The area of interface between pedal and shoe create what we're calling the platform in this review. The larger that interface is, the more solid your connection to the pedal. The trick for manufacturers is to make the interface feel large without adding too much weight, bulk, or complexity. Looking closely, you can see how Shimano achieves that on the XTR pedals by machining away material beneath the platform.
The platform on this pedal is slightly smaller than that of the Shimano M8020 and is a bit smoother. The combination of finer machining and the slippery coated mechanism provides buttery smooth float while engaged yet a very solid feel underfoot. Smaller than the Xpedo GFX, which takes home top ranking for platform, the XTR Trail is a happy medium with its lighter weight and low profile.
Profile height is an impressively thin 18mm and is the result of many years of refining. This low profile means not only that you sit lower in the bicycle's cockpit, but you're also less prone to pedal strikes on uneven terrain. By contrast, the Time ATAC XC 8 Carbon pedals have a profile height of 22mm.
In any self-propelled sport, you'll eventually consider the weight of everything. You're carrying it all to the tops of mountains after all. While less weight is preferred, it often accompanies trade-offs. As you can see here, the XTR Trail pedal isn't the lightest pedal in our test.
Tipping our scales at 14 grams above stated weight, our XTR Trail pedals weighed 372 grams. Not impressively light, they're 52 grams heavier than the Crank Brothers Candy 7 and the heavier Shimano cleats nudge the difference to 69 grams over the Crank Brothers system. That said, pedals account for two of your five interfaces with the bike, and after riding these, we didn't care how much they weighed.
Mud Shedding Ability
Mud accumulation can render your pedals non-functional and that makes your bike just about useless. For this reason, mud shedding ability is a serious attribute. We evaluate the pedal's ability to shed mud in real-world conditions and also in contrived trail-side tests. The XTR mini platform pedal is packed with mud shedding features, and they deliver.
The smooth anodized aluminum body has an ovalized axle body that helps mud clear through the pedal. The XTR spindles are highly polished to resist accumulation. Some type of coating creates a slippery surface that mud and debris have a hard time adhering to. The coating has a distinct feel to it, a bit like Teflon. We called Shimano to ask about it and got a wide range of answers. Some mentioned a fluorine-based coating, others said there was no coating, still others insisted there was a coating but couldn't tell us what. We did a little digging to give you the most accurate information, and our research shows that Shimano has used fluorine-based coatings in the past to decrease friction. Fluorine is mentioned sparingly in tech documents relating to other products but nowhere in their pedal literature.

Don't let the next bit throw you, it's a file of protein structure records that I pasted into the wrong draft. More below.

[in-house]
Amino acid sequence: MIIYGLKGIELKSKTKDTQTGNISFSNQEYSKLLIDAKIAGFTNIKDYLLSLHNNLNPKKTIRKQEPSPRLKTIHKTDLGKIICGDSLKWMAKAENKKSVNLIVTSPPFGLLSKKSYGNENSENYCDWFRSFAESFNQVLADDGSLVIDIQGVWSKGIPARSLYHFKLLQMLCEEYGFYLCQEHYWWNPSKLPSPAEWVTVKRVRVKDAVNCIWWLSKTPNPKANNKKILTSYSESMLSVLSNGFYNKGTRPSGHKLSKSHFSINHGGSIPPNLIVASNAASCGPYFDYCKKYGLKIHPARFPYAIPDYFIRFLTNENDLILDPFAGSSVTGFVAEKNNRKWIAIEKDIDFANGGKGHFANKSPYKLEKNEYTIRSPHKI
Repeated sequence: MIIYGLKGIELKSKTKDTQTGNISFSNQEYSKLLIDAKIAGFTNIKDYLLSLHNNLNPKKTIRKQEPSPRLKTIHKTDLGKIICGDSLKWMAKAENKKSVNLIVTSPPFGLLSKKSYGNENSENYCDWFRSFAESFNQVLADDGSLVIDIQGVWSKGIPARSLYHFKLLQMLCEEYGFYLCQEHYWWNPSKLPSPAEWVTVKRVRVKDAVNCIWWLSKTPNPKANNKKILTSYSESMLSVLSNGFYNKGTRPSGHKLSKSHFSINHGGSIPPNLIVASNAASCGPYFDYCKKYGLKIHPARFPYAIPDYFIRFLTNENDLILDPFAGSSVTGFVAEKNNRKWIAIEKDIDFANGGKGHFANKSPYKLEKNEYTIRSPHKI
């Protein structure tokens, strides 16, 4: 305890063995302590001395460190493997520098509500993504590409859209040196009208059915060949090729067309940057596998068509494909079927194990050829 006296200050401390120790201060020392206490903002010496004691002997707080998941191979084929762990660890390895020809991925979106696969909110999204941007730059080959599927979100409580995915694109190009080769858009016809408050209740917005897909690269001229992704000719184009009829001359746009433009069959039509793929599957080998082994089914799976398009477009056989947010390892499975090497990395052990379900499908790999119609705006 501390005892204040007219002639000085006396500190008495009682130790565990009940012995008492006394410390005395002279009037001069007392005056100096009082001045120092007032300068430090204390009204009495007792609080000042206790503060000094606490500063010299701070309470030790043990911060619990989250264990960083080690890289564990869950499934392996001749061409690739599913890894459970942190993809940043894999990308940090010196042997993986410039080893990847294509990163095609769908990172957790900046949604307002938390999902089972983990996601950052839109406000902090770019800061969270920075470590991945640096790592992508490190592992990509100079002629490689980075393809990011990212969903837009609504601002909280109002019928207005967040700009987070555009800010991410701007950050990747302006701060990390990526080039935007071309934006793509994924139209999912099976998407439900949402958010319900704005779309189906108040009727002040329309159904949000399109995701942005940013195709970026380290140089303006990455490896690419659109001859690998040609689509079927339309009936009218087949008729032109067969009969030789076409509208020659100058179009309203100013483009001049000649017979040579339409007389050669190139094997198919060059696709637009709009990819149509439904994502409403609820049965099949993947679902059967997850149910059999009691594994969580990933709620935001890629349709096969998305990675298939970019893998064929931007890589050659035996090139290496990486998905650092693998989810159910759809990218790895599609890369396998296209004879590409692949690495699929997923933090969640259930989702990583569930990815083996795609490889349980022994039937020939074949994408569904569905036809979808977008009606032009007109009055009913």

Digging deeper, we found their fluorine coated stainless steel snap ring pliers for fishing look pretty similar to these pedals under the microscope. So, is it a fluorine coating? We can't be 100% sure but we do know that the pedal mechanisms do a remarkably good job of shedding mud and display hydrophobic properties - unlike any non-coated or anodized metal we've encountered elsewhere.
With the cage around these pedals, they held on to a bit more mud than the cageless Shimano M9000 or the Crank Brothers Egg Beater 3, the two pedals tying for top mud shedding ability. While not quite the top dog in this metric, we still found the XTR Trail pedals to be adept and well-rounded.
These pedals are well suited for those who appreciate the high-end nuances in their gear. Equally well suited for cross country as well as all mountain riding, we'd recommend these pedals for those not scared off by the price.
Shimano recommends them for xc, trail and all mountain riding. They do not, however, get the nod for Enduro riding like the less expensive Shimano XT M8020 Trail pedal. The svelte pedal doesn't feel like overkill on an ultralight cross country bike and they're right at home on our 5-inch test rigs.
We recommend them for those who appreciate the best interface they can get regardless of price. While considerably more expensive than the XT M8020, they do represent some tangible improvements. After querying our testers, we agreed that the performance upgrade is worth the dollars (to us) but could you find a better way to spend the extra $60?
For many reasons, we prefer the performance and feel of the mini platform pedals, and these are currently as good as it gets. Run out and get em folks.
This pedal would be well paired with a shoe like the Pearl Izumi X-Project Pro or the Shimano ME7.
— Joshua Hutchens